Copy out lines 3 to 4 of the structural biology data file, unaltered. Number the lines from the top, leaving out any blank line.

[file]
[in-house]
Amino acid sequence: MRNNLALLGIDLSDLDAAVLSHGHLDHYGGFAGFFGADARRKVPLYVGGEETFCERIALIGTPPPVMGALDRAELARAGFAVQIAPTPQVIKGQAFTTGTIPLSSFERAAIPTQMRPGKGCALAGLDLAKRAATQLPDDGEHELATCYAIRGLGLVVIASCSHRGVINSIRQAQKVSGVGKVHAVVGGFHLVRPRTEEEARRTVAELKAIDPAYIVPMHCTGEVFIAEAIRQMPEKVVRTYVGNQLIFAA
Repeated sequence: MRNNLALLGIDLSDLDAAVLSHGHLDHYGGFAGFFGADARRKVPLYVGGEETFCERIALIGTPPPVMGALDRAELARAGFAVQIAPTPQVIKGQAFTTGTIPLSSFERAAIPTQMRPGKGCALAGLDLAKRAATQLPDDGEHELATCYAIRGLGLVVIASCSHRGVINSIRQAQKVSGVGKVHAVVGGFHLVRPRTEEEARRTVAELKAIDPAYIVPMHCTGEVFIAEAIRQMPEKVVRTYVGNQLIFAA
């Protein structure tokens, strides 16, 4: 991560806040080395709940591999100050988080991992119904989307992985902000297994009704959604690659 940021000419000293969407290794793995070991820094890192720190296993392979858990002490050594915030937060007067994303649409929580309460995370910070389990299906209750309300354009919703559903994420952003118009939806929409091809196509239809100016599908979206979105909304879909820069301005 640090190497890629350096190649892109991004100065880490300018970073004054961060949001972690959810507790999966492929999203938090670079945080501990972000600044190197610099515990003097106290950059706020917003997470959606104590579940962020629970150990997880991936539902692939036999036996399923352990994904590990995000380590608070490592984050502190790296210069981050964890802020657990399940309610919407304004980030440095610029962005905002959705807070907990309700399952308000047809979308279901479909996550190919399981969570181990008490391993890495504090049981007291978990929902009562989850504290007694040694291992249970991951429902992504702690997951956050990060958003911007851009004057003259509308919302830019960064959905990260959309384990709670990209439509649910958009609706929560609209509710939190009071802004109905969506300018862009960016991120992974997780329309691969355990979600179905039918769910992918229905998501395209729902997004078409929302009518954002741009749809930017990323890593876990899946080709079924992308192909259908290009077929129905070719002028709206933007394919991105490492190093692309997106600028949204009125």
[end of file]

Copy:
Repeated sequence: MRNNLALLGIDLSDLDAAVLSHGHLDHYGGFAGFFGADARRKVPLYVGGEETFCERIALIGTPPPVMGALDRAELARAGFAVQIAPTPQVIKGQAFTTGTIPLSSFERAAIPTQMRPGKGCALAGLDLAKRAATQLPDDGEHELATCYAIRGLGLVVIASCSHRGVINSIRQAQKVSGVGKVHAVVGGFHLVRPRTEEEARRTVAELKAIDPAYIVPMHCTGEVFIAEAIRQMPEKVVRTYVGNQLIFAA
């Protein structure tokens, strides 16, 4: 991560806040080395709940591999100050988080991992119904989307992985902000297994009704959604690659 940021000419000293969407290794793995070991820094890192720190296993392979858990002490050594915030937060007067994303649409929580309460995370910070389990299906209750309300354009919703559903994420952003118009939806929409091809196509239809100016599908979206979105909304879909820069301005 640090190497890629350096190649892109991004100065880490300018970073004054961060949001972690959810507790999966492929999203938090670079945080501990972000600044190197610099515990003097106290950059706020917003997470959606104590579940962020629970150990997880991936539902692939036999036996399923352990994904590990995000380590608070490592984050502190790296210069981050964890802020657990399940309610919407304004980030440095610029962005905002959705807070907990309700399952308000047809979308279901479909996550190919399981969570181990008490391993890495504090049981007291978990929902009562989850504290007694040694291992249970991951429902992504702690997951956050990060958003911007851009004057003259509308919302830019960064959905990260959309384990709670990209439509649910958009609706929560609209509710939190009071802004109905969506300018862009960016991120992974997780329309691969355990979600179905039918769910992918229905998501395209729902997004078409929302009518954002741009749809930017990323890593876990899946080709079924992308192909259908290009077929129905070719002028709206933007394919991105490492190093692309997106600028949204009125």